A family returns home to Daracoton Island after a fishing trip. Palawan, 2016
Romelyn (aged 7) helps her father clean his fishing nets after he returns from sea in the early morning. Pangaraykayan village, Palawan, 2014.
A squid fisherman recently returned from sea docked on the shores of Pangaraykayan village. 2015
A fisherman preparing hooks for night fishing, Darocotan village, northeast Palawan.
Husband and wife Boy and Doris Gacasa fishing at dawn in Darocotan Bay. “We wake up at 3am each day to go out in our paddleboat. That’s the best time – when others are not around to disturb the fish,” says Doris. The couple, who met in a nearby village when Doris was 18 and Boy was 23, have been married for 44 years. They purchased their two-hectare property for five Pesos in the late 1970s and brought up their seven children fishing and farming upland rice, cashew nuts and bananas. “When the sea is too rough for fishing, we find other ways to make ends meet,” says Boy. Palawan 2014
Until around seventy years ago, Palawan had little contact with the outside world and the people who lived here depended on the islands’ reefs and thick forests to meet their daily needs. An intimacy with the environment developed that defined every aspect of their lives from the practical to the spiritual.
Fisherman near Sibaltan. Palawan, 2015
Visible: 81% ↑
Age: 10.41 days Moonrise 14:21 Men catching big-eyed scad to use as baitfish for tuna. Later in the evening they will move from the relatively calm waters of Puerto Bay to fishing grounds in the Sulu Sea where they will stay for a few days and nights before returning home with their catch. 2018
Night fisherman. Daracoton Bay, northeastern Palawan.
The empty nets of fishermen in Darocotan Bay, in northeast Palawan. Local residents have observed a steep decline in the abundance of fish in these waters over the past 20 years. 2017
Visible: 39% ↑
Age: 6.28 days Moonrise 10:42 A fisherman’s catch. Pangaraykayan village. 2015
A man prepares to go night fishing during the new moon. Many Palaweños live according to the tides, winds, and lunar cycles. Night fishing occurs before the first quarter and after the last quarter when the sky is relatively dark and fish are attracted to the fishers' lights. Daracoton Bay. Palawan 2010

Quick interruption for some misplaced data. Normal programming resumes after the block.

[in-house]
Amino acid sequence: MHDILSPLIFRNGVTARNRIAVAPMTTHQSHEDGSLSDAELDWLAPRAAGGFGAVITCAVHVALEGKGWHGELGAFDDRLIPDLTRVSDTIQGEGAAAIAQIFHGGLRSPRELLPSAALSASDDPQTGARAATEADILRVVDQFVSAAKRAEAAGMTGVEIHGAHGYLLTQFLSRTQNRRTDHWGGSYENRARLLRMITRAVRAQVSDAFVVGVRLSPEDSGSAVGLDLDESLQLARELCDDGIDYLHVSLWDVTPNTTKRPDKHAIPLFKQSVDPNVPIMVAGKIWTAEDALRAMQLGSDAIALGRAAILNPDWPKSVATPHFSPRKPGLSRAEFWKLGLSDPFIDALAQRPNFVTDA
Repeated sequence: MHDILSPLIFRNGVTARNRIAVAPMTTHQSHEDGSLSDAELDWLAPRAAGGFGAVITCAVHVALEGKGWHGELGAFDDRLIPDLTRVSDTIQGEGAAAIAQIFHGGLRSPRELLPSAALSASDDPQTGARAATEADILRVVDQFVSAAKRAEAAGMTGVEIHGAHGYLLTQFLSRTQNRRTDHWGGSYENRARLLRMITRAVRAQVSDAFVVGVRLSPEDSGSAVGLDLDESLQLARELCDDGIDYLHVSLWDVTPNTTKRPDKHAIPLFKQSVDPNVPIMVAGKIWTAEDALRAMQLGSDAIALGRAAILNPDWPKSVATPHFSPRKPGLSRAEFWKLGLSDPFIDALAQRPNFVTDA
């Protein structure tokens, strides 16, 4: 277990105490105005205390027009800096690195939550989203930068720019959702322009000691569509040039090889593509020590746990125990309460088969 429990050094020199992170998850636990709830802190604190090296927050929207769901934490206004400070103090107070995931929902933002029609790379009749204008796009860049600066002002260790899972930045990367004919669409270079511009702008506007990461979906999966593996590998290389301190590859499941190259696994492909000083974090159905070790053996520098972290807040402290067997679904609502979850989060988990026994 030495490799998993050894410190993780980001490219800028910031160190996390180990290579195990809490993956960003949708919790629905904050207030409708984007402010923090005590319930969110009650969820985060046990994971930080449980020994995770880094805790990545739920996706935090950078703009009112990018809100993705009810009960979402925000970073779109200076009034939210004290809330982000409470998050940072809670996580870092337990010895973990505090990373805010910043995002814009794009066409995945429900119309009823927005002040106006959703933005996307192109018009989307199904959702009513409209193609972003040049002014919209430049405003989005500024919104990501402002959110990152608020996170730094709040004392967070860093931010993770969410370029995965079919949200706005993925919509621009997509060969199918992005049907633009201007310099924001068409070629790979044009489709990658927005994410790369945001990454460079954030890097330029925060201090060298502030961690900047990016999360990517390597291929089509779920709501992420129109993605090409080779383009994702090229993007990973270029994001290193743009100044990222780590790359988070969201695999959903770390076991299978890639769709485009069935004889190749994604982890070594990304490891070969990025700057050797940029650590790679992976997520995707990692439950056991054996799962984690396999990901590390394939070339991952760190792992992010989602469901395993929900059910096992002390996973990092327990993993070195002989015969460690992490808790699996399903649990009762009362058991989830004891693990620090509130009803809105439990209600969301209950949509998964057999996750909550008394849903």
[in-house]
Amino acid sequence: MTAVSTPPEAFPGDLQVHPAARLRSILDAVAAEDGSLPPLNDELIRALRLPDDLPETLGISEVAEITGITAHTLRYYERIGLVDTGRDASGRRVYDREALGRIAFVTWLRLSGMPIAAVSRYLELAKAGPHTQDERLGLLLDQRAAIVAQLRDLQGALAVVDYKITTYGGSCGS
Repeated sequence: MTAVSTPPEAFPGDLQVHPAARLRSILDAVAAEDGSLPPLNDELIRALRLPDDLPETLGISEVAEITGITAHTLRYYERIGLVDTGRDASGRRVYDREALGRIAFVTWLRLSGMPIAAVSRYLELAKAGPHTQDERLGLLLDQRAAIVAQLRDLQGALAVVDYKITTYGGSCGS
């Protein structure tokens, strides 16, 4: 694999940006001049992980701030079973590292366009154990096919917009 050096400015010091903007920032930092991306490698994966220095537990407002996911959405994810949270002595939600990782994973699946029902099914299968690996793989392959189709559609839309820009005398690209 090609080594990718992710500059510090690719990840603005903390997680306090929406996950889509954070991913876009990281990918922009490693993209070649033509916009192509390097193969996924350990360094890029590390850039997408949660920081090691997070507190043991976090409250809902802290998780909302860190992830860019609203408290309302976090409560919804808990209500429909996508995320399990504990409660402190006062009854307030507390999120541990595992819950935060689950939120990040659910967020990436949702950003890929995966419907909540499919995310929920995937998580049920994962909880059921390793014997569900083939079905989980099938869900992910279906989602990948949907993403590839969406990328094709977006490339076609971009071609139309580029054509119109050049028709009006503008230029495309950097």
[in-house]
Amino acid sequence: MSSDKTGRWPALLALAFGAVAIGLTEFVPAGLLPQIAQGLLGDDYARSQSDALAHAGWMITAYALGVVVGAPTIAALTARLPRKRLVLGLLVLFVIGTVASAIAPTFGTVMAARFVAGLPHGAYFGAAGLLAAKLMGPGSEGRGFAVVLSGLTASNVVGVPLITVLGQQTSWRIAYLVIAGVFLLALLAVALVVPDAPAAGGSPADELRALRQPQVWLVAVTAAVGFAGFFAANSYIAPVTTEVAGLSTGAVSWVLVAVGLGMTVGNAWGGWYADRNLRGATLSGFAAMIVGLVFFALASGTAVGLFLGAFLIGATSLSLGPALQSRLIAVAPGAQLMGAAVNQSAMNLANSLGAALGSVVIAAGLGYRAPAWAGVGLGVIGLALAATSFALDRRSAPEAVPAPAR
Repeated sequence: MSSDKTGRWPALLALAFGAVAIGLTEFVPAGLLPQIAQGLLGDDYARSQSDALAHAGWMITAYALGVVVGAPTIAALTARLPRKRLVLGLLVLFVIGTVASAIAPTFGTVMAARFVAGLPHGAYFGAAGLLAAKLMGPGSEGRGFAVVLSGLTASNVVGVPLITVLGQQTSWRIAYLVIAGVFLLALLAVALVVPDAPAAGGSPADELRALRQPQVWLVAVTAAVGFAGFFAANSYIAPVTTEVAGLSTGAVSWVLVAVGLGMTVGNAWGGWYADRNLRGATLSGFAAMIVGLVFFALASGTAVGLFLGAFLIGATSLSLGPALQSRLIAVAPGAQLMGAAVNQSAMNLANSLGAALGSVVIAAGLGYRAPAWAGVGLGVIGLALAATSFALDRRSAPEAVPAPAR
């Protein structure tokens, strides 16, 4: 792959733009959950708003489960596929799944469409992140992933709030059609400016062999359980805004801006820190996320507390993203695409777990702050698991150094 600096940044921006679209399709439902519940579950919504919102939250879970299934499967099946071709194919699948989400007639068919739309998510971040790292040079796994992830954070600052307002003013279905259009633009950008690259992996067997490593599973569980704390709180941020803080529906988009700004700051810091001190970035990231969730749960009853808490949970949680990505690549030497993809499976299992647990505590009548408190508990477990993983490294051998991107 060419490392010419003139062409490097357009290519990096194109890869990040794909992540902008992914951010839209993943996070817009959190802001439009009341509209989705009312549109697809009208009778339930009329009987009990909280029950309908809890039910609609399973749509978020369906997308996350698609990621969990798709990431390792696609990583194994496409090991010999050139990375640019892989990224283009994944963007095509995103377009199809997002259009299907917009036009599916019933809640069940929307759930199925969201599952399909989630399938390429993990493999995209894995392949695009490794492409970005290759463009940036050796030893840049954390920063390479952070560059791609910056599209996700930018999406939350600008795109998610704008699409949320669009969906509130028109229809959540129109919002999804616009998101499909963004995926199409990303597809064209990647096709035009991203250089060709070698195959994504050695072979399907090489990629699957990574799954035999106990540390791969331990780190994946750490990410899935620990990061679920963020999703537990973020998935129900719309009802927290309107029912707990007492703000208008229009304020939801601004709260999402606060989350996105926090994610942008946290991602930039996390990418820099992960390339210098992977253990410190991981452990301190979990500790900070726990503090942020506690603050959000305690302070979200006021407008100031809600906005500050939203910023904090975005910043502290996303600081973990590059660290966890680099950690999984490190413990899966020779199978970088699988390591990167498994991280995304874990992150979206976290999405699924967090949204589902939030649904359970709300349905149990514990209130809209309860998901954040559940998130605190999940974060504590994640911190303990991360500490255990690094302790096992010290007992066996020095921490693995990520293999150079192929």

Waning gibbous (17.39 days, moonrise 19:50) days, moonrise 19:50) An indigenous Calamian Tagbanua man feeling cold and tired after spear-fishing. Palawan 2008
An indigenous Calamian Tagbanua man spear-fishing in the shallows of Bausuanga Island. Palawan 2008
Freshly caught yellowfin tuna (Thunnus albacares) is brought ashore at Jacana fish port. Puerto Princesa City, Palawan, 2016
In the 1950s a boom in Philippine fisheries suddenly brought Palawan to the attention of the fishing industry. It was a rich, virtually untouched source and the islands’ population soon swelled with migrant fisherfolk. By the 1970s almost two-thirds of the country’s fish catch came from here.
Jacana fish port, Puerto Princesa City. 2016
Freshly caught yellowfin tuna (Thunnus albacares) are brought ashore at Jacana fish port. Puerto Princesa City, Palawan, 2015
A vendor slices a jackfish at the market in downtown Puerto Princesa City. Palawan, 2014
Goldstrip ponyfish (Karalla daura) for sale at the market in downtown Puerto Princesa City. 2014
A fisherman aboard the Nerissa N, an industrial fishing vessel in northeast Palawan. 2017
Fishermen aboard the Nerissa N, an industrial fishing vessel in northeast Palawan. These vessels use sonar and high-powered lights to locate and lure vast schools of fish in Palawan waters. They originate in Manila, where they return to sell their catch. 2017
A record of fish caught aboard industrial fishing vessel Nerissa N in northeastern Palawan. It is measured in "banyera," large buckets which each hold around 40kg of fish. This record shows that the fishing fleet caught 114,185 banyera in one month. Their catch peaked at the time of the new moon when the vessels' strong lights would have been most effective as a fish lure. Palawan, 2015